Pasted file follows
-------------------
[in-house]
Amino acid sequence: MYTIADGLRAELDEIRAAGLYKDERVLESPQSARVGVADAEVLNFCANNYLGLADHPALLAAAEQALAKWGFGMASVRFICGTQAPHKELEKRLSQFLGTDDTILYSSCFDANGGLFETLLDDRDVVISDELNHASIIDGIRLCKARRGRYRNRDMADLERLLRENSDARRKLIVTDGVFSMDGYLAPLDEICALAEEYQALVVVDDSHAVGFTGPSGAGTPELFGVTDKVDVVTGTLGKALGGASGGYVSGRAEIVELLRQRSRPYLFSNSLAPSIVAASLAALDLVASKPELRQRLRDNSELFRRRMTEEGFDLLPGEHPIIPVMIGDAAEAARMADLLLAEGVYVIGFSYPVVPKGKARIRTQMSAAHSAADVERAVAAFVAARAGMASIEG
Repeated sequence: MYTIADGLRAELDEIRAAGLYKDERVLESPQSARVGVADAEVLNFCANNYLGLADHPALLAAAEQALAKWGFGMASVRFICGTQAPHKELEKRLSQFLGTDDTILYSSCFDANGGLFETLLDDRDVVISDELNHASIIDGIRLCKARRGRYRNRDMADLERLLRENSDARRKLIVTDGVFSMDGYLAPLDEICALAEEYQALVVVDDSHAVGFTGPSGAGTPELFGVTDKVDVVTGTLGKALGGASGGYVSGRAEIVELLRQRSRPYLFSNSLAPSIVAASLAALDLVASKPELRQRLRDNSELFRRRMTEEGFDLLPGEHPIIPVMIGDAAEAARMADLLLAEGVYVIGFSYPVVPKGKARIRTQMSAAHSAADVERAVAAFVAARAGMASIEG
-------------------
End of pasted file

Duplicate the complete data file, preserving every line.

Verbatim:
[in-house]
Amino acid sequence: MYTIADGLRAELDEIRAAGLYKDERVLESPQSARVGVADAEVLNFCANNYLGLADHPALLAAAEQALAKWGFGMASVRFICGTQAPHKELEKRLSQFLGTDDTILYSSCFDANGGLFETLLDDRDVVISDELNHASIIDGIRLCKARRGRYRNRDMADLERLLRENSDARRKLIVTDGVFSMDGYLAPLDEICALAEEYQALVVVDDSHAVGFTGPSGAGTPELFGVTDKVDVVTGTLGKALGGASGGYVSGRAEIVELLRQRSRPYLFSNSLAPSIVAASLAALDLVASKPELRQRLRDNSELFRRRMTEEGFDLLPGEHPIIPVMIGDAAEAARMADLLLAEGVYVIGFSYPVVPKGKARIRTQMSAAHSAADVERAVAAFVAARAGMASIEG
Repeated sequence: MYTIADGLRAELDEIRAAGLYKDERVLESPQSARVGVADAEVLNFCANNYLGLADHPALLAAAEQALAKWGFGMASVRFICGTQAPHKELEKRLSQFLGTDDTILYSSCFDANGGLFETLLDDRDVVISDELNHASIIDGIRLCKARRGRYRNRDMADLERLLRENSDARRKLIVTDGVFSMDGYLAPLDEICALAEEYQALVVVDDSHAVGFTGPSGAGTPELFGVTDKVDVVTGTLGKALGGASGGYVSGRAEIVELLRQRSRPYLFSNSLAPSIVAASLAALDLVASKPELRQRLRDNSELFRRRMTEEGFDLLPGEHPIIPVMIGDAAEAARMADLLLAEGVYVIGFSYPVVPKGKARIRTQMSAAHSAADVERAVAAFVAARAGMASIEG